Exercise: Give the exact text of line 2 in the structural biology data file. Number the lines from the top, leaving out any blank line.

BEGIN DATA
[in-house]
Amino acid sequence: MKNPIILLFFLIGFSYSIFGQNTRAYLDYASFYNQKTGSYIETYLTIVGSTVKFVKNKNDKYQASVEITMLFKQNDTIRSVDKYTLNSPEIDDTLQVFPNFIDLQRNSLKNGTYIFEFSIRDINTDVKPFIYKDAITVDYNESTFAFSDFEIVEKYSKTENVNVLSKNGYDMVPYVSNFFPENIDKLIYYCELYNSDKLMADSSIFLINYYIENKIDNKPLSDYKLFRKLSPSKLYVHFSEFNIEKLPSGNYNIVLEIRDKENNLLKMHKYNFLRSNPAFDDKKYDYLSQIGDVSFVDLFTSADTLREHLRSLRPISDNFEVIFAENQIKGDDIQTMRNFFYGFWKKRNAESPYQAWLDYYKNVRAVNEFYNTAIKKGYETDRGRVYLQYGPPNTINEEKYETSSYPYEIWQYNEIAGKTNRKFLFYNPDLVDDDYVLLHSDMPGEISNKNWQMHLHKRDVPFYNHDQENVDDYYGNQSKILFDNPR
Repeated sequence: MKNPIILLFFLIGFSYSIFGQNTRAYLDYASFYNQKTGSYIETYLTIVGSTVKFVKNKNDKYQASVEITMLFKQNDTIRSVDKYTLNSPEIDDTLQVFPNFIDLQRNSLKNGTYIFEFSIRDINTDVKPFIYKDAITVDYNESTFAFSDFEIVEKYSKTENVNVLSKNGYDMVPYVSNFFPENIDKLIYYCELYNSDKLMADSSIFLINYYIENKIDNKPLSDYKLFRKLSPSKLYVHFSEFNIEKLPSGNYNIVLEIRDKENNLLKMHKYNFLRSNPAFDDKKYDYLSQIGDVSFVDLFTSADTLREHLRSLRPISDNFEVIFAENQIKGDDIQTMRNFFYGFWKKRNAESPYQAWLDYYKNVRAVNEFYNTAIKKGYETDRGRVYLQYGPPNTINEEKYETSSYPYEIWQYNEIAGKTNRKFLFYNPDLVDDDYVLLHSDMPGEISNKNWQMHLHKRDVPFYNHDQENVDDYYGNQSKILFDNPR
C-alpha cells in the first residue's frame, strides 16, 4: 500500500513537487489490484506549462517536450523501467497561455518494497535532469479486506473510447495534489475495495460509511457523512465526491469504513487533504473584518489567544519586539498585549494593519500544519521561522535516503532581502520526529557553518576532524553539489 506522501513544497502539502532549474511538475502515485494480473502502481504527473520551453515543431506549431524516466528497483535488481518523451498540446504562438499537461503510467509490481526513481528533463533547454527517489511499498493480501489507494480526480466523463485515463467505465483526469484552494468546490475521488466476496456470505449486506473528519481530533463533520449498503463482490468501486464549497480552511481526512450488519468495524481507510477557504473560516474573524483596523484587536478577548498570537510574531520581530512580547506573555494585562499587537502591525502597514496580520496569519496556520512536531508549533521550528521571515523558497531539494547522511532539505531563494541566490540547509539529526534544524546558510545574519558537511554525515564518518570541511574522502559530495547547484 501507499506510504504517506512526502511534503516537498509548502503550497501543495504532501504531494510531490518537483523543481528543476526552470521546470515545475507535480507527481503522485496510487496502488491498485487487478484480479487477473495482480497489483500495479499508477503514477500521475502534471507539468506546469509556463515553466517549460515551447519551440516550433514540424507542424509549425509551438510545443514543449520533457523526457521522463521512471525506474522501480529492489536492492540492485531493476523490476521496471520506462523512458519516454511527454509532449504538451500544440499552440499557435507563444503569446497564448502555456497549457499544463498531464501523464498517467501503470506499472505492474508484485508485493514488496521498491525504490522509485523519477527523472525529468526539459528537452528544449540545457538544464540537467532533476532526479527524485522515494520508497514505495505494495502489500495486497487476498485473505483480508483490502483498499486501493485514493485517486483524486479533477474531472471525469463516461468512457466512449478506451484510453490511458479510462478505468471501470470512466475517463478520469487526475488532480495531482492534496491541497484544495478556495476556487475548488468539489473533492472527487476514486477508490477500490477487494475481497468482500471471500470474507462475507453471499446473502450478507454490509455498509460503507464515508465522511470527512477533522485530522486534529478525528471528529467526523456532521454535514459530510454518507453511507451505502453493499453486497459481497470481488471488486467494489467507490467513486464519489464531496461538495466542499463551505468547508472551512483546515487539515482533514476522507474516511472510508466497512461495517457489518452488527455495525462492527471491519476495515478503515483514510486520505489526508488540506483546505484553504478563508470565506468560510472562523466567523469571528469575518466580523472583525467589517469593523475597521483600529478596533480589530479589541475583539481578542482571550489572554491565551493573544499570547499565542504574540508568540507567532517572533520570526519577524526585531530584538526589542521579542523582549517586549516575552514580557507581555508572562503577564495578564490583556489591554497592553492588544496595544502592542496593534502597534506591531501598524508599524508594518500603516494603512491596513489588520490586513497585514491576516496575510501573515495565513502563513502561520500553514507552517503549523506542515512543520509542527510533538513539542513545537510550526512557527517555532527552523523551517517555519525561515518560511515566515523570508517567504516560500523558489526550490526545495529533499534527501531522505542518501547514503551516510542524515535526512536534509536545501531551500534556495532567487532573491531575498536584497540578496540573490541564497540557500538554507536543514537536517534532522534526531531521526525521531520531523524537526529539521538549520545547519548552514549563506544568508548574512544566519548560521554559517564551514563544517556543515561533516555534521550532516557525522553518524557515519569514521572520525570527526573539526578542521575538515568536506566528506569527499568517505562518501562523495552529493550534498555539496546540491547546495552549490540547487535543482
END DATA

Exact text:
Amino acid sequence: MKNPIILLFFLIGFSYSIFGQNTRAYLDYASFYNQKTGSYIETYLTIVGSTVKFVKNKNDKYQASVEITMLFKQNDTIRSVDKYTLNSPEIDDTLQVFPNFIDLQRNSLKNGTYIFEFSIRDINTDVKPFIYKDAITVDYNESTFAFSDFEIVEKYSKTENVNVLSKNGYDMVPYVSNFFPENIDKLIYYCELYNSDKLMADSSIFLINYYIENKIDNKPLSDYKLFRKLSPSKLYVHFSEFNIEKLPSGNYNIVLEIRDKENNLLKMHKYNFLRSNPAFDDKKYDYLSQIGDVSFVDLFTSADTLREHLRSLRPISDNFEVIFAENQIKGDDIQTMRNFFYGFWKKRNAESPYQAWLDYYKNVRAVNEFYNTAIKKGYETDRGRVYLQYGPPNTINEEKYETSSYPYEIWQYNEIAGKTNRKFLFYNPDLVDDDYVLLHSDMPGEISNKNWQMHLHKRDVPFYNHDQENVDDYYGNQSKILFDNPR